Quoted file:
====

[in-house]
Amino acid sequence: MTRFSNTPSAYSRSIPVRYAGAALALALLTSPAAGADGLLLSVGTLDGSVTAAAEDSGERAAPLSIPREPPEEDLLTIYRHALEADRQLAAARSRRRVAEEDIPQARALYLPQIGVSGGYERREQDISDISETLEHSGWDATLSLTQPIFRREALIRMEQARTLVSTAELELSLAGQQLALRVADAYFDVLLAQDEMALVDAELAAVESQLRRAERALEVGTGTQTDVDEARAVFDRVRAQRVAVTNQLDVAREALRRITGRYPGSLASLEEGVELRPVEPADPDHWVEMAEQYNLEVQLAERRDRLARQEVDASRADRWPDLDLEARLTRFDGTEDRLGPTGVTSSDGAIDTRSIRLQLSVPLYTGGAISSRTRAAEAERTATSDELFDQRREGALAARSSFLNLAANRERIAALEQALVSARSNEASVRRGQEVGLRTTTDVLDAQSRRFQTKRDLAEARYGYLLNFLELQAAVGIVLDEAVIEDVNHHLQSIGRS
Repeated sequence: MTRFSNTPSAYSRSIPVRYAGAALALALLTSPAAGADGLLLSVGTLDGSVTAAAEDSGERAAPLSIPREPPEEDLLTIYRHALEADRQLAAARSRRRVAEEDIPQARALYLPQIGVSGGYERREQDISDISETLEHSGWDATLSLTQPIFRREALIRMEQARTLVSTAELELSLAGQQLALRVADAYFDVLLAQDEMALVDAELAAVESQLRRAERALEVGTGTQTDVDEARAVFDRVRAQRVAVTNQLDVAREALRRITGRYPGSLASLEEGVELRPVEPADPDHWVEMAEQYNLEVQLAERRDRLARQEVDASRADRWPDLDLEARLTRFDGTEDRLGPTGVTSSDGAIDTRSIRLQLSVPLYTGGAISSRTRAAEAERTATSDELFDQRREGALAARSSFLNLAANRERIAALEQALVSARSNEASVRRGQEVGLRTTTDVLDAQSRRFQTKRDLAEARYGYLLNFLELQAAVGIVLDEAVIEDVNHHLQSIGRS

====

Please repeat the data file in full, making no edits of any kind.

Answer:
[in-house]
Amino acid sequence: MTRFSNTPSAYSRSIPVRYAGAALALALLTSPAAGADGLLLSVGTLDGSVTAAAEDSGERAAPLSIPREPPEEDLLTIYRHALEADRQLAAARSRRRVAEEDIPQARALYLPQIGVSGGYERREQDISDISETLEHSGWDATLSLTQPIFRREALIRMEQARTLVSTAELELSLAGQQLALRVADAYFDVLLAQDEMALVDAELAAVESQLRRAERALEVGTGTQTDVDEARAVFDRVRAQRVAVTNQLDVAREALRRITGRYPGSLASLEEGVELRPVEPADPDHWVEMAEQYNLEVQLAERRDRLARQEVDASRADRWPDLDLEARLTRFDGTEDRLGPTGVTSSDGAIDTRSIRLQLSVPLYTGGAISSRTRAAEAERTATSDELFDQRREGALAARSSFLNLAANRERIAALEQALVSARSNEASVRRGQEVGLRTTTDVLDAQSRRFQTKRDLAEARYGYLLNFLELQAAVGIVLDEAVIEDVNHHLQSIGRS
Repeated sequence: MTRFSNTPSAYSRSIPVRYAGAALALALLTSPAAGADGLLLSVGTLDGSVTAAAEDSGERAAPLSIPREPPEEDLLTIYRHALEADRQLAAARSRRRVAEEDIPQARALYLPQIGVSGGYERREQDISDISETLEHSGWDATLSLTQPIFRREALIRMEQARTLVSTAELELSLAGQQLALRVADAYFDVLLAQDEMALVDAELAAVESQLRRAERALEVGTGTQTDVDEARAVFDRVRAQRVAVTNQLDVAREALRRITGRYPGSLASLEEGVELRPVEPADPDHWVEMAEQYNLEVQLAERRDRLARQEVDASRADRWPDLDLEARLTRFDGTEDRLGPTGVTSSDGAIDTRSIRLQLSVPLYTGGAISSRTRAAEAERTATSDELFDQRREGALAARSSFLNLAANRERIAALEQALVSARSNEASVRRGQEVGLRTTTDVLDAQSRRFQTKRDLAEARYGYLLNFLELQAAVGIVLDEAVIEDVNHHLQSIGRS